These are circumstances in which a public sector ‘borrow and build’ approach needs to be on the policy agenda, especially when interest rates are approximately zero. Indeed, this has been the case for years: governments can normally borrow more cheaply than private investors because there is little, if any risk premium. Now loanable funds are at historically low interest, there is effectively free money to borrow. This could be used for restructuring our economy, improving public sector facilities, including health facilities of course, and also moving towards ecological sustainability of our energy, transport and industrial arrangements.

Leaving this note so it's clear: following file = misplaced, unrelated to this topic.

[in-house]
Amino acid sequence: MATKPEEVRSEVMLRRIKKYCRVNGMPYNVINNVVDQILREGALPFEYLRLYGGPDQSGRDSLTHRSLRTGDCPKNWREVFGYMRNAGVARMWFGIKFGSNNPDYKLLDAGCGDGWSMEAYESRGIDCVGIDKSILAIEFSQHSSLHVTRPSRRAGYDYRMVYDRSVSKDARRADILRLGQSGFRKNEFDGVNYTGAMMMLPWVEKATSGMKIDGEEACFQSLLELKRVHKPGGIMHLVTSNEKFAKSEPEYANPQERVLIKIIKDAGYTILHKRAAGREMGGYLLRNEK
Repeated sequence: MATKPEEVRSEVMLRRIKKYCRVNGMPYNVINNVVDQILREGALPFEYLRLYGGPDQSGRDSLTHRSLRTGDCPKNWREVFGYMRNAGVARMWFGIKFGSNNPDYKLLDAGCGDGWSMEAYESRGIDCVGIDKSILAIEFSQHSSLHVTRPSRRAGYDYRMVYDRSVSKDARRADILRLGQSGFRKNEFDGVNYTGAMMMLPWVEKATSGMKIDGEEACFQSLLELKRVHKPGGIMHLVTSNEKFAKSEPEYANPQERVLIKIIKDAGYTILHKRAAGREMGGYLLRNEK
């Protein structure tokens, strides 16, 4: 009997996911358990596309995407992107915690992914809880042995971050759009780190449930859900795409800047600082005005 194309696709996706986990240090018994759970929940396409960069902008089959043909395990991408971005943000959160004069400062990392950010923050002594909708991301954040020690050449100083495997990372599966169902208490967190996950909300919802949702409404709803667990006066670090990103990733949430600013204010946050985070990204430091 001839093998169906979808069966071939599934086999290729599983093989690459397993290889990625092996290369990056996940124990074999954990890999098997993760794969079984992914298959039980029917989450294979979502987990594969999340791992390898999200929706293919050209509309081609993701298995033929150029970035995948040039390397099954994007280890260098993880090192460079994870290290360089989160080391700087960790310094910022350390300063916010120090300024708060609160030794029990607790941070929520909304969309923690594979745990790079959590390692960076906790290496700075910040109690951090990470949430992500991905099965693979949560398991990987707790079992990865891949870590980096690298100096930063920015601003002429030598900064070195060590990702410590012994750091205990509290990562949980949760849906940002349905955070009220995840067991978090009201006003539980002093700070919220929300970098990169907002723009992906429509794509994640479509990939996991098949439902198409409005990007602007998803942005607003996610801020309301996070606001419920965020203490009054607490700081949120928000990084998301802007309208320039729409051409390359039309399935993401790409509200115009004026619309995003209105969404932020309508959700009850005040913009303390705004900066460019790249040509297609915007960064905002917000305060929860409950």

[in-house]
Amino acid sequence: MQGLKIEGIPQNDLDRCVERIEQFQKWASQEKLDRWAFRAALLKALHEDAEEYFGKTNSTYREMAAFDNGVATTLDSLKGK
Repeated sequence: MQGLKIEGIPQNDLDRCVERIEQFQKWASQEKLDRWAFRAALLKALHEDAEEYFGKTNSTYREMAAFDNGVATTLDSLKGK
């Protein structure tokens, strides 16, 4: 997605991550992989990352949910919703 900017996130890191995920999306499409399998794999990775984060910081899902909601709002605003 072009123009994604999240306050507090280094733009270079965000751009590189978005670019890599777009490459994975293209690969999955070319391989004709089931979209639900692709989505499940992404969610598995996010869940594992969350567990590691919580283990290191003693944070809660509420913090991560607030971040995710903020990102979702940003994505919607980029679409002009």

The GCC, coming hard on the heels of the bushfire emergency in Australia and  accelerating climate change worldwide, signals the need for much more than short-term correctives. Indeed, at a time such as this, it is appropriate and desirable to be considering more radical policy measures, such as the introduction of Basic Income, the adoption of a Green New Deal, cooperative patterns of business organisation, perhaps nationalisations of industries that are crucial for our survival. Keynesian stimulus can help with short-term crisis-alleviation, but it is policies like these that address the deeper structural problems that have been set aside for too long. In this sense, the GCC may be regarded as a wake-up call. Now is a time to be linking crisis management to meeting the longer-term social and ecological challenges of the era.